Teaching kids life lessons through golf

first tee San Antonio

Marlo Zamora didn’t come from a family of golfers. But after spending 10 years in a program that teaches kids both golf and life skills, the sport has been the catalyst for fulfilling her dream of studying cybersecurity at Trinity University in San Antonio.

Zamora is one example of how First Tee of Greater San Antonio is changing the lives of young people. First Tee San Antonio is the local chapter of a national youth development organization that empowers kids and teens through golf. First Tee integrates golf skills with a life skills curriculum to give young people the strength of character that empowers them through a lifetime of new challenges. 

Zamora was one of 24 high school seniors from around the country selected as a First Tee Scholar, an honor that includes a $20,000 scholarship, a free computer, a dedicated mentor for in-person and remote meetings throughout college, internship placements in summer and job placement upon graduation. She also won a $10,000 scholarship from one of First Tee’s sponsors for her first year of school.

She also won a spot on the Trinity’s golf team.

“Her mom said this has been a life-changing experience for her family,” said Carrie Kimbell, Executive Director of First Tee – Greater San Antonio.

First Tee was created in 1997 by the World Golf Foundation to provide young people of all ethnic and economic backgrounds an opportunity to develop values such as honesty, integrity and sportsmanship through the game of golf.

“We teach core values, life skills, character building, confidence and resiliency through the game of golf,” said Executive Director Carrie Kimbell. “We focus on the youth development piece and golf is the vehicle we use to deliver that.”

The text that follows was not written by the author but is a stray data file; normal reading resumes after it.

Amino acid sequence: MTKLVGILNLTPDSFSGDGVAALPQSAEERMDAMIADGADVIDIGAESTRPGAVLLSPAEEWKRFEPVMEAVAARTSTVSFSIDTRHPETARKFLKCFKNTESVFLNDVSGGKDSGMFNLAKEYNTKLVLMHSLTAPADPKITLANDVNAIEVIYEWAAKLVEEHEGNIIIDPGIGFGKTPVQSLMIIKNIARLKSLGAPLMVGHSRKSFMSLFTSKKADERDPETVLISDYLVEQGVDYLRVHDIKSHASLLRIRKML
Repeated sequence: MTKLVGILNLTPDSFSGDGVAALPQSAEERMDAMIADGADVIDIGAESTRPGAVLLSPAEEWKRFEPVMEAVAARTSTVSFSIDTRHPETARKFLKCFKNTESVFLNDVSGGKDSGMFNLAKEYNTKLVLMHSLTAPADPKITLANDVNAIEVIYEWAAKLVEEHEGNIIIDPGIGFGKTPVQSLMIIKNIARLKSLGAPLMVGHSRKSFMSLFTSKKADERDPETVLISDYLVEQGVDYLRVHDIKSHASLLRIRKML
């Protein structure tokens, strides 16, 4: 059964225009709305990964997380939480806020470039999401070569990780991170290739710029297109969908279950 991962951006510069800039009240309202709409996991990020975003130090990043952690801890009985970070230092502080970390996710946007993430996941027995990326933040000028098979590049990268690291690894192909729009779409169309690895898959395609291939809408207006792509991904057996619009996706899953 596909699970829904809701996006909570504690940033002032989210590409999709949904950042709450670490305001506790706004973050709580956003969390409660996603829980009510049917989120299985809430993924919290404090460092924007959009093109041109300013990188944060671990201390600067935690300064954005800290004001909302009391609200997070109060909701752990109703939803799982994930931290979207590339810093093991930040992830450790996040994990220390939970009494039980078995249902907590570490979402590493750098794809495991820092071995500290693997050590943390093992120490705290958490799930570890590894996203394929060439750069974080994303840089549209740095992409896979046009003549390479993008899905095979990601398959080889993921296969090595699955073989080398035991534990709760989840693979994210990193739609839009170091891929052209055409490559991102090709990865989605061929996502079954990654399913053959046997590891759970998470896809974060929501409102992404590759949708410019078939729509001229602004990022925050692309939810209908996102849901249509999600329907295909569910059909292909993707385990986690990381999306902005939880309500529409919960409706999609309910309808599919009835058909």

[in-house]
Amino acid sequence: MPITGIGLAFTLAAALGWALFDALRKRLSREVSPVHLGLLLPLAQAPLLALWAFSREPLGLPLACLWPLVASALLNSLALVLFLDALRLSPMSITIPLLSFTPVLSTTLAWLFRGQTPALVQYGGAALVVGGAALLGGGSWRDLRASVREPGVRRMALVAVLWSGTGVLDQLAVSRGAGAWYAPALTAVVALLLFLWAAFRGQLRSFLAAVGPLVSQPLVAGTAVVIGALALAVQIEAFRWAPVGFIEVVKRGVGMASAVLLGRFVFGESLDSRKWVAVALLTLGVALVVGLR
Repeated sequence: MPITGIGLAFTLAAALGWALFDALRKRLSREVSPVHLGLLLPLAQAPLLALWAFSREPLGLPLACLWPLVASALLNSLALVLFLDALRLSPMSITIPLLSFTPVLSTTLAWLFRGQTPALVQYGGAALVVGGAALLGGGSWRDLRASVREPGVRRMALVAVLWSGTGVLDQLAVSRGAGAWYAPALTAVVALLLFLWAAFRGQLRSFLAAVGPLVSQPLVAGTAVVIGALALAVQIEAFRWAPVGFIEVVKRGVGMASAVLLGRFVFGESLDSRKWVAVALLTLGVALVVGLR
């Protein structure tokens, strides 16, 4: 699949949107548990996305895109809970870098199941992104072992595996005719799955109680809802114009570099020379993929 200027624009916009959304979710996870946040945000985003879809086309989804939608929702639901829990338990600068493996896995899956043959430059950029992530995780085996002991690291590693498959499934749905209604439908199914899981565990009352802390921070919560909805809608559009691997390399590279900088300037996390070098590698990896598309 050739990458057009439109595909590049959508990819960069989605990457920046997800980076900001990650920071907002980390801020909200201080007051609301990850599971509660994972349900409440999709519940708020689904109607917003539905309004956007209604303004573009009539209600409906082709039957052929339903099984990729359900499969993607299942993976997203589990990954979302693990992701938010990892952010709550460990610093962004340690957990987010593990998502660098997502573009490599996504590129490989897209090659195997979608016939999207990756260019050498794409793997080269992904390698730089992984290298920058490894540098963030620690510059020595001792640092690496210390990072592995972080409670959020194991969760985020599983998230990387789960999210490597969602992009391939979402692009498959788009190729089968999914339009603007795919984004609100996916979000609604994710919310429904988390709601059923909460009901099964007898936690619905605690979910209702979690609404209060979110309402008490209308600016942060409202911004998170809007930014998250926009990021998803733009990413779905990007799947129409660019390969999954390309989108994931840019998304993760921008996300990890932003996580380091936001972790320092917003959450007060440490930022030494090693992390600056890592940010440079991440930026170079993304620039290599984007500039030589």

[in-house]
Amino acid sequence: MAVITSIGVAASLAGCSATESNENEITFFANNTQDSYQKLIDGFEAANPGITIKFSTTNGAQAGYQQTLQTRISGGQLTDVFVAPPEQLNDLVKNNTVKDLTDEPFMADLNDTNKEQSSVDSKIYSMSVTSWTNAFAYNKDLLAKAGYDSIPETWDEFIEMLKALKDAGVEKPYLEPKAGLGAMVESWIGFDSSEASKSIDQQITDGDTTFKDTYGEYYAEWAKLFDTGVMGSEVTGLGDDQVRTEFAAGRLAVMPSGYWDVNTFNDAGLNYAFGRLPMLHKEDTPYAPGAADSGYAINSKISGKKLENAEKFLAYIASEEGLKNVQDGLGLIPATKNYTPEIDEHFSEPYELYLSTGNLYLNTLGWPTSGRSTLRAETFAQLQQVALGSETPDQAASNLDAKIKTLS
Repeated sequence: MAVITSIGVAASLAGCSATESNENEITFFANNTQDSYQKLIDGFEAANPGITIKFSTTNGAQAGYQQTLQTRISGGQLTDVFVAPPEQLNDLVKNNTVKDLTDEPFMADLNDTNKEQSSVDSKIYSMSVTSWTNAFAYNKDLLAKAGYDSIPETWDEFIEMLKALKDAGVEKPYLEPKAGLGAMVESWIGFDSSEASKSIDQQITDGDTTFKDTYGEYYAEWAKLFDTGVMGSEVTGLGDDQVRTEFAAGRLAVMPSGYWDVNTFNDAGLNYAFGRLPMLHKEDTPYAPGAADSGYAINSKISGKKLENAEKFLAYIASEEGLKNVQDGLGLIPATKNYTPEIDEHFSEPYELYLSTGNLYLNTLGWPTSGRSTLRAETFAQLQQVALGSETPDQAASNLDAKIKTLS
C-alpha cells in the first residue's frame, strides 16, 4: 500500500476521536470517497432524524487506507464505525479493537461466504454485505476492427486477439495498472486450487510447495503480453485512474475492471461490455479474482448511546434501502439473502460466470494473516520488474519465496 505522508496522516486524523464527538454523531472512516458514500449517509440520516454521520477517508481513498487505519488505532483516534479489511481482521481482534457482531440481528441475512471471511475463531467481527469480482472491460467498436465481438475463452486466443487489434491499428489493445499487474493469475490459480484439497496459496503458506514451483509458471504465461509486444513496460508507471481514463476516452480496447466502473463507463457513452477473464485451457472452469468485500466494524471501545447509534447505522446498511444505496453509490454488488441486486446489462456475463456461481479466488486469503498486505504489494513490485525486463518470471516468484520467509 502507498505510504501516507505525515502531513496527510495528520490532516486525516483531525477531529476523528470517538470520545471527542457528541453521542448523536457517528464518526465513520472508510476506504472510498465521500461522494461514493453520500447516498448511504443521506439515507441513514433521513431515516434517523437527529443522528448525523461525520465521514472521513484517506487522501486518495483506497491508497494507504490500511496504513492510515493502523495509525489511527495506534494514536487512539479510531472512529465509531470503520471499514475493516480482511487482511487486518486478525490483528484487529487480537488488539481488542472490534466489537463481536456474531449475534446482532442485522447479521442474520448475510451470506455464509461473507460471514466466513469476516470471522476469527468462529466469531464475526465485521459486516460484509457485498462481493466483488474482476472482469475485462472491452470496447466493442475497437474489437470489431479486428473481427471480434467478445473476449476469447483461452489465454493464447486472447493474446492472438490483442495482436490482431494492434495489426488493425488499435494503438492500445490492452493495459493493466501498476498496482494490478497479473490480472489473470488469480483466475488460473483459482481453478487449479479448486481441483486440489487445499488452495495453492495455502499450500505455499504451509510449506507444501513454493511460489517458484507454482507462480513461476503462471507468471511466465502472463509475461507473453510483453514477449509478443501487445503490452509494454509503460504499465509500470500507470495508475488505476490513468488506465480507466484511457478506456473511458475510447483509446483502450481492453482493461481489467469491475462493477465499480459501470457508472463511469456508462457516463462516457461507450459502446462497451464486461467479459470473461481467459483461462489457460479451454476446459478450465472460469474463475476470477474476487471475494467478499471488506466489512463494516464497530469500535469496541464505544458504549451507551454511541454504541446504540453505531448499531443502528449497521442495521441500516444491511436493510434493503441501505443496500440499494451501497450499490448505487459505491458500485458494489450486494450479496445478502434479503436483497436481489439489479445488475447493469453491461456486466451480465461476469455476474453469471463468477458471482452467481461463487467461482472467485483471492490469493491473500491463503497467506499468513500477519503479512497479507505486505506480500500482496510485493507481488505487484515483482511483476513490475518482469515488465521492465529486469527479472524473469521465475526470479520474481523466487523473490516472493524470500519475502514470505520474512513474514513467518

The San Antonio chapter began in 2000, serving youth ages 5 to 18. Based at a driving range near Brackenridge Park, the organization partners with area golf courses to serve children year-round throughout San Antonio and as far away as New Braunfels, Seguin and Uvalde. No child is turned away due to financial need and equipment is available for student use.

In addition to offering sessions throughout the year to introduce kids to the game and the life skills curriculum, First Tee has partnered with local schools to bring elementary students to the driving range on field trips and also to provide equipment and train PE teachers to integrate First Tee curriculum into public school PE classes.

“The goal of the program is to funnel kids into the life skills programming and get kids exposed to golf who normally wouldn’t be,” Kimbell said.

Kimbell spent several years in the golf industry, including caddying for her ex-husband, a former professional golfer. She transitioned into a career in business and technology but continued her involvement with golf, serving as a volunteer for First Tee. She was working for a start-up in Austin when the board chair of First Tee reached out to let her know that they were looking for a new executive director.

“The hair on my arms stood up,” she said. “I love golf, I love San Antonio, my family loves golf. What golf has done for me, I now have the opportunity to give that back to so many. It’s truly been a blessing and I’m so grateful that I get to do what I do. It’s not easy all the time, but it makes it easier knowing you are making a difference.”

Being new to nonprofit organizations, she discovered Catchafire, the skills-based virtual volunteer program offered through Social Venture Partners San Antonio. That led her to apply for the SVP Fellowship, which she completed this year.

“The thing I loved about the SVP fellowship was that it was more tactical toward what you’re doing every day,” she said. “With me being new to nonprofits, looking at the financials, HR, marketing, fundraising – the information was incredible. But beyond that, the conglomeration of other nonprofit leaders just sharing ideas with the tools we were given from SVP was truly invaluable.”